Korean Social Media Round-up

From Korea’s social media news:

  • In its 2010 Hot Issues, ZDNet Korea heralds the “scary” levels of growth Facebook has enjoyed in Korea this year. Last month, according to research agency Korean Click, Facebook had almost 6.7 million visitors in Korea, who stayed for an average of 37.3 minutes, and viewed a total of 500 million pages. Of the domestic SNS sites, only Cyworld could match that.

    As if that weren’t tough enough for local SNS companies, Facebook has launched an all-out offensive to crack the Korean market. Last June, Facebook entered a deal with KT to include the SNS service on regular mobile phones too, while in July, the SNS giant showed off an “open market” application all in Korean. More recently, Facebook also struck a deal with the LG Uplus carrier to exempt users from any data charges incurred while using Facebook on the Oz Generation mobile internet service.

    While domestic SNS sites have been scrambling to launch or upgrade their own “social services,” they have largely been falling short so far. They have been falling further behind in terms of page views and traffic, and because they’re benchmarking Facebook, many have yet to develop a clear identity.

    And with Twitter set to open a Korean office next year, things are set to get even tougher for Korea’s own SNS developers.

  • Also on ZDNet, the site reveals which search terms have been most popular with netizens this year.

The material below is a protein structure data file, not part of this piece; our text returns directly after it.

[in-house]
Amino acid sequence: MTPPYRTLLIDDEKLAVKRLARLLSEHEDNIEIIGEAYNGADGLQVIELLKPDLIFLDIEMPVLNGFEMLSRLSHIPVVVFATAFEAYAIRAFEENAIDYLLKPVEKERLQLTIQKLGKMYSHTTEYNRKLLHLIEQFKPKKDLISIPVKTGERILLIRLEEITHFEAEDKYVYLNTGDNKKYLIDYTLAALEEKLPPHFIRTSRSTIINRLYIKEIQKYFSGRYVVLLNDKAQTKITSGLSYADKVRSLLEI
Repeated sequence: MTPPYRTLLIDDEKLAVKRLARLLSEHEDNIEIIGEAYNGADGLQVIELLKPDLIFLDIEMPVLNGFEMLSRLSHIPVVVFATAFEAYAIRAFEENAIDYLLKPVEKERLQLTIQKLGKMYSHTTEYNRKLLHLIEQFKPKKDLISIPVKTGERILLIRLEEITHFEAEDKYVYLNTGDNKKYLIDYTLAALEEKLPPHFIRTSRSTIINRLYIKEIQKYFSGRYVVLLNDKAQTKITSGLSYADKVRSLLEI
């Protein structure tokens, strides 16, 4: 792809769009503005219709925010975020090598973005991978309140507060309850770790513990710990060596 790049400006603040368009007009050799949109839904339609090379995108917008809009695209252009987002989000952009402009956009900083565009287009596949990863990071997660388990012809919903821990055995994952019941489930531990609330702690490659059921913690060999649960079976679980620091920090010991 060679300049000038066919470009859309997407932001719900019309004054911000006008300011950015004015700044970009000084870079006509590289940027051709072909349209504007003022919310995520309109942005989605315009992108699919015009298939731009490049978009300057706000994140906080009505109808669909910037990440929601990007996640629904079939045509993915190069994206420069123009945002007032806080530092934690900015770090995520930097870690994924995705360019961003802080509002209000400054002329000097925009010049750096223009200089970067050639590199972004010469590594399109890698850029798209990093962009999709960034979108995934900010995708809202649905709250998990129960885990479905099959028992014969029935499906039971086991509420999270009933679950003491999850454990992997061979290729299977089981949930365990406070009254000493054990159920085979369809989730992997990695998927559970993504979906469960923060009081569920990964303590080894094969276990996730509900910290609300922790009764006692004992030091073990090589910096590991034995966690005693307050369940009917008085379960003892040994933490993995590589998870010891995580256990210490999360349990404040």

Of no surprise to anyone, Kim Yu-na, American Idol clone Superstar K, Park Ji-sung and Girls’ Generation are all in there (as is Twitter!). For those unfamiliar with them, No 1 and No 2 are smash hit dramas Baker King, Kim Tak Goo and Sungkyungwan Scandal.

  • Bloter reports on yet another new development in Korea’s social commerce realm, which seems to be growing, mutating and innovating almost by the minute.

    This time, it’s a kind of CSR campaign by Korea’s biggest social commerce site, Ticket Monster (or Timon [티몬], as it’s increasingly known). Called 소셜 기부 (somewhat awkwardly renamed “So speCial Give” in English), the campaign aims to overcome the difficulties small- and mid-sized companies (such as Timon) and socially-conscious enterprises face in conducting CSR: namely, already wafer-thin margins and high-production costs.

    To counter these problems, the So speCial Give campaign will see Timon selling goods from social enterprises at a 25 percent markdown (rather than the usual 50 percent) while also allowing said enterprises to use Timon’s services commission-free.

    The first such campaign took place from December 10 to 12, and saw Beautiful Coffee, a Korean fair-trade organisation, offering “fair hot chocolate” for 25 percent off. Future campaigns will involve Beautiful Coffee’s sister company Beautiful Store (a string of charitable shops around Seoul), and We Can, a charity for disabled people, who will be making cookies to raise funds.

  • On a similar note, Daum has extended its annual “Make Korea’s Winter Warm Campaign” onto mobile devices.

    Run since 2005, Daum’s flagship CSR campaign, in ZDNet’s somewhat apocalyptic turn of phrase, aims to have participants “glance back at your estranged neighbours, and warm up a society that seems to have been left barren by [economic] stagnation.”

    From this year, whenever someone checks in to the “donations of love” section via Daum’s location-based service Daum Place, or snaps the QR code on the Digital Views installed on stations on subway lines No. 1 to 4, Daum will donate 1,000 won to charity.

Leave a Reply

Your email address will not be published. Required fields are marked *